Two years have passed since insurance companies have been required to comply with the Bank Secrecy Act and still no enforcement actions have been handed down, leaving compliance officers wondering 'When will we see them, and for what?' The 'when' may be soon, according to Brian Mannion, lead counsel for the Office of the Chief Legal and Governance Officer at Nationwide Mutual Insurance Company. Regulators have typically given industries two years to calibrate their programs, and then after that, "the enforcement actions usually begin," he said. Mannion, who previously worked as a BSA officer in a regional bank, spoke with...
Insurers filed 642 suspicious activity reports between May 2, 2006, and May 1, 2007, the first year they were required to do so, the U.S. Treasury Department's Financial Crimes Enforcement Network said in a report issued Tuesday.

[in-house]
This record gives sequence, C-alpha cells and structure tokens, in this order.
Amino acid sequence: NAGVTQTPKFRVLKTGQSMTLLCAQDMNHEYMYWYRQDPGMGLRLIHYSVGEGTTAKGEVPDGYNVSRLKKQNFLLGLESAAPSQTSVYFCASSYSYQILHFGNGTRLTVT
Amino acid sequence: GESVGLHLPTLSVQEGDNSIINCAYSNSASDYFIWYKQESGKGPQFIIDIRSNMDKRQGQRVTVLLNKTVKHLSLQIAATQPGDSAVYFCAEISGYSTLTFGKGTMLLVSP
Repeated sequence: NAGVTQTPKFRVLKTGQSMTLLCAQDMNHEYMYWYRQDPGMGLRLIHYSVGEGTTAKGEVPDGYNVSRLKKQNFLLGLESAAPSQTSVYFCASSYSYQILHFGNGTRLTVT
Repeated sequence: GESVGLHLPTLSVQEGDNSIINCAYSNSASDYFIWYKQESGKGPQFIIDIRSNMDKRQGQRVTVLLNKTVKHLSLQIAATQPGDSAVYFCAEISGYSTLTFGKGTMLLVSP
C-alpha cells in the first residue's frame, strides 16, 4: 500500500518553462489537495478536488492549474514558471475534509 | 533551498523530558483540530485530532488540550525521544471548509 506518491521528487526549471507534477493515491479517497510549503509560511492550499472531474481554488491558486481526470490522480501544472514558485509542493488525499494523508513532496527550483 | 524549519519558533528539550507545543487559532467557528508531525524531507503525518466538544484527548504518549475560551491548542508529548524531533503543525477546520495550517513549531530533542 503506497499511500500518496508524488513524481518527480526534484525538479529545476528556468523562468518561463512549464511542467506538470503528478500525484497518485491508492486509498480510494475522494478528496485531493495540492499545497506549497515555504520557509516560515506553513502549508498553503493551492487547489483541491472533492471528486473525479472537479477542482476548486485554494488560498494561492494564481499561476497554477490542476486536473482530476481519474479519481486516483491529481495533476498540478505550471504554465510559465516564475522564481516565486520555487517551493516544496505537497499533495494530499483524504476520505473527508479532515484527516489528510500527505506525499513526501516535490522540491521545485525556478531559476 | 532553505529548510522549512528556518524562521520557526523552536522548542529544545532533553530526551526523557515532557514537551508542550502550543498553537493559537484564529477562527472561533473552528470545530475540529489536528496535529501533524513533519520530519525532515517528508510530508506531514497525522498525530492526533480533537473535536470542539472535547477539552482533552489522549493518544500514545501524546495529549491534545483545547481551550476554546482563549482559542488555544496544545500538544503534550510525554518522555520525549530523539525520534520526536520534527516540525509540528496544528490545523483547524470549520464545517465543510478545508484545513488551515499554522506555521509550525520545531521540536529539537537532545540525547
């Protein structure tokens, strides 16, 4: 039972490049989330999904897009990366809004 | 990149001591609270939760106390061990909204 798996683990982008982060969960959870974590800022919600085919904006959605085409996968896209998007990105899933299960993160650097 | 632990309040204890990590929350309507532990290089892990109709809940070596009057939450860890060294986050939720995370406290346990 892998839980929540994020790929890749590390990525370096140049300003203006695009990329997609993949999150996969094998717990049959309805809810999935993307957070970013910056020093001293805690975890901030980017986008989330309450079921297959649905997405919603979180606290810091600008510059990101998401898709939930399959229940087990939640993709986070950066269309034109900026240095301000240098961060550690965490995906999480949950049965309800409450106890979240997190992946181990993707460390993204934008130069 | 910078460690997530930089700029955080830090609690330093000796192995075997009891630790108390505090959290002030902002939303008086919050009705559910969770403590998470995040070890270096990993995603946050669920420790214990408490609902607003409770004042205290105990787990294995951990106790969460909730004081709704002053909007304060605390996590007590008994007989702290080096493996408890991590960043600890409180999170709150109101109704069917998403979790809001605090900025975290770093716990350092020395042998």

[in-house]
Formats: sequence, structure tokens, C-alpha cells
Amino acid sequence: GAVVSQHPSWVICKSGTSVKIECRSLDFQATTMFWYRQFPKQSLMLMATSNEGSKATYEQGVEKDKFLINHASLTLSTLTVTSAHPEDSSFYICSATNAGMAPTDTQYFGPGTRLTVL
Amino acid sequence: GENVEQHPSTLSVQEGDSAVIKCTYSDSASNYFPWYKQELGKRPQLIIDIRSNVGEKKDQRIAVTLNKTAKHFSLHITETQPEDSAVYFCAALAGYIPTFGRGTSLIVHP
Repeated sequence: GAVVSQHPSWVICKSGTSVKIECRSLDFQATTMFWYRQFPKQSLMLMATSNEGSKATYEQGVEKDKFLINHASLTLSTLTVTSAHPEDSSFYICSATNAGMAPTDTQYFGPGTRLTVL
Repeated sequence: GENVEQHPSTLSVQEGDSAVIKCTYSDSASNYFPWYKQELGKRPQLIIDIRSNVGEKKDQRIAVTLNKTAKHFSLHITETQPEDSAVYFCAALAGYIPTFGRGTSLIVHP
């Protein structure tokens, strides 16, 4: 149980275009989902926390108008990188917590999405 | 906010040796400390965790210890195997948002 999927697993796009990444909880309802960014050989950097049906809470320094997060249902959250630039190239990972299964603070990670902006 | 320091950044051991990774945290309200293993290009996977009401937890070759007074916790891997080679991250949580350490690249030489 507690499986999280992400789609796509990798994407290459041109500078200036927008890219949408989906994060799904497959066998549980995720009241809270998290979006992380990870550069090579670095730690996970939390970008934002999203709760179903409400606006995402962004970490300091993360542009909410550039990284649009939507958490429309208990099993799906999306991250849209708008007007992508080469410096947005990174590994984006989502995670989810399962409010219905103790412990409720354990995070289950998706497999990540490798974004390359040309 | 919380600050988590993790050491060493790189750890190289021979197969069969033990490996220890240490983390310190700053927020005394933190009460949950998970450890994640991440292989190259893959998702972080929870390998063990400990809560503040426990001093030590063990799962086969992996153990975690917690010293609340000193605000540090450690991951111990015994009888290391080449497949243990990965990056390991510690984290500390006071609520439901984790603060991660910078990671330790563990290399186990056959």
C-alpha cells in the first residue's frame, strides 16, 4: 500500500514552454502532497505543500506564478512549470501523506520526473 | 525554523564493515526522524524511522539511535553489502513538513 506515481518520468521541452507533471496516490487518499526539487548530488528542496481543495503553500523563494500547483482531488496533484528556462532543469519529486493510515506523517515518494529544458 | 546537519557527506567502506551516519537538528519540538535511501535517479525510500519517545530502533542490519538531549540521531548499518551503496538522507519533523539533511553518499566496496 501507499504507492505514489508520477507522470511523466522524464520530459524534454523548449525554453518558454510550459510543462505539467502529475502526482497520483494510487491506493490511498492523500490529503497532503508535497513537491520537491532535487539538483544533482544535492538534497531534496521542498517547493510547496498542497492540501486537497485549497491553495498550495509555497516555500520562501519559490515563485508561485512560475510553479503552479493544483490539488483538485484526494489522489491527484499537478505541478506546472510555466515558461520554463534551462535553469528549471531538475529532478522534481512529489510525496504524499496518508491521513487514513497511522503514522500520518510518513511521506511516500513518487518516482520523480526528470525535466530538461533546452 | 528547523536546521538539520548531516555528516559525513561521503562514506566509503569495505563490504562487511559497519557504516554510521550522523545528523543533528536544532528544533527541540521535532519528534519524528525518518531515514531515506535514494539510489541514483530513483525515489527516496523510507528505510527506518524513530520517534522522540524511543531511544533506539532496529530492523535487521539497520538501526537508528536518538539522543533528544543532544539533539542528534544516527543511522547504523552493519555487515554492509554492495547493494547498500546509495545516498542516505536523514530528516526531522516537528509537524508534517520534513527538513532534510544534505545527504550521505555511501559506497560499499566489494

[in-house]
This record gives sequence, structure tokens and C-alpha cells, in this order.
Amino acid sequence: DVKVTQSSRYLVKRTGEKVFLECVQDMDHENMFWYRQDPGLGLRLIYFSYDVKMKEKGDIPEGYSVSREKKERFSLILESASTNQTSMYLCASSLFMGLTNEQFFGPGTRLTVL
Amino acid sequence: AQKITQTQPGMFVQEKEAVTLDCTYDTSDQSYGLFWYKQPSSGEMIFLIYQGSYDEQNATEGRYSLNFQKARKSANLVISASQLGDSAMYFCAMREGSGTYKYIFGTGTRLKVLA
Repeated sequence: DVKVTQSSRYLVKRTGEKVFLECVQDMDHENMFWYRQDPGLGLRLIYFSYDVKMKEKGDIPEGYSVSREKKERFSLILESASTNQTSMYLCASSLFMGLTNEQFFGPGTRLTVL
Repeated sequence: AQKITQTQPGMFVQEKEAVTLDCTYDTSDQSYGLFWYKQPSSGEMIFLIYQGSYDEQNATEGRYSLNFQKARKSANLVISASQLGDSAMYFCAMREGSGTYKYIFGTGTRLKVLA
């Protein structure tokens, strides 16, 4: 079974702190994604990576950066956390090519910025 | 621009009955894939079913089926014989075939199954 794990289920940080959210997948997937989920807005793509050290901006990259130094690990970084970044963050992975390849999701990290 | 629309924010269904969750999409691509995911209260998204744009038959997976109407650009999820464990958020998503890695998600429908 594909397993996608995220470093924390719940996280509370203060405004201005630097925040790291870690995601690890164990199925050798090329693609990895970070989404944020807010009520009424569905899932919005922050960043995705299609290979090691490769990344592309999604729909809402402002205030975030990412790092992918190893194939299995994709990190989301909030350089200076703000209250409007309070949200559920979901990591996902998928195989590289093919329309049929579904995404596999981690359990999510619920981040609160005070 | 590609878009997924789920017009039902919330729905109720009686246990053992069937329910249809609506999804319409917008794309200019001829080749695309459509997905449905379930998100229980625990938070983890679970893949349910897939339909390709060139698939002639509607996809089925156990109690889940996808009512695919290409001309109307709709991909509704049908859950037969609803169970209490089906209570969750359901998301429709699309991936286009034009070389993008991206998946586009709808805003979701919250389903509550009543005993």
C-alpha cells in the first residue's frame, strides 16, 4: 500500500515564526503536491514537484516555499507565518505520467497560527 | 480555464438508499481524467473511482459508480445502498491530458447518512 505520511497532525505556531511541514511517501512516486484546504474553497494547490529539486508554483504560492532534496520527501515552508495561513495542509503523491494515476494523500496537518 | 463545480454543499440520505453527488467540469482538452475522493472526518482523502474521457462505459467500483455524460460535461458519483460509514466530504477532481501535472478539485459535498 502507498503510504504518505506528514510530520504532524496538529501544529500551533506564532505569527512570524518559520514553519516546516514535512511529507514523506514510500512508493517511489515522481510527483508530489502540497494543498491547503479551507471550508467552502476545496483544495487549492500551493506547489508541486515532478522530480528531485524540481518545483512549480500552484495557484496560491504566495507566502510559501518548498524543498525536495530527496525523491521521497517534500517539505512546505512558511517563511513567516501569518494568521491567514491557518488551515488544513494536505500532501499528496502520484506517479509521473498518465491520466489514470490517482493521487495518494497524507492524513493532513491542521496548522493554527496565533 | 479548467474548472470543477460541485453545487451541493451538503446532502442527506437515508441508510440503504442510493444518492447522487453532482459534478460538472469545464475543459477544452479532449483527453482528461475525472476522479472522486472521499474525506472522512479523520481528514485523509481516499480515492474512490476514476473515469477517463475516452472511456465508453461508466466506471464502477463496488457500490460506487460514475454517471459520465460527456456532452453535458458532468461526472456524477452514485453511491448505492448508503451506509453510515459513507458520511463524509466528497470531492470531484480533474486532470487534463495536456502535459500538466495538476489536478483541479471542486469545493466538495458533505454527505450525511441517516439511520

The U.S. Treasury Department's Financial Crimes Enforcement Network issued a rule confirming that precious metals dealers and insurance companies are required to maintain anti-money laundering programs.
To meet certain reporting requirements, banks serving as agents to insurance and mutual fund companies often must identify those firms' customers initiating the underlying transactions. That is no easy task, say compliance professionals.
Insurers were on pace to file 280 for the year ended this month, according to a FinCEN study issued last week. That compares with 5,723 SARs submitted by money services businesses in 2002, and 4,267 by securities and futures dealers in 2003, the first years those industries had to file the reports.
Bob Walsh, v.p. of anti-money laundering compliance for AXA Financial, says insurance companies uncertain about their Bank Secrecy Act responsibilities face a number of challenges related to the newness of the requirements and the fact the industry has old systems in place to help them comply.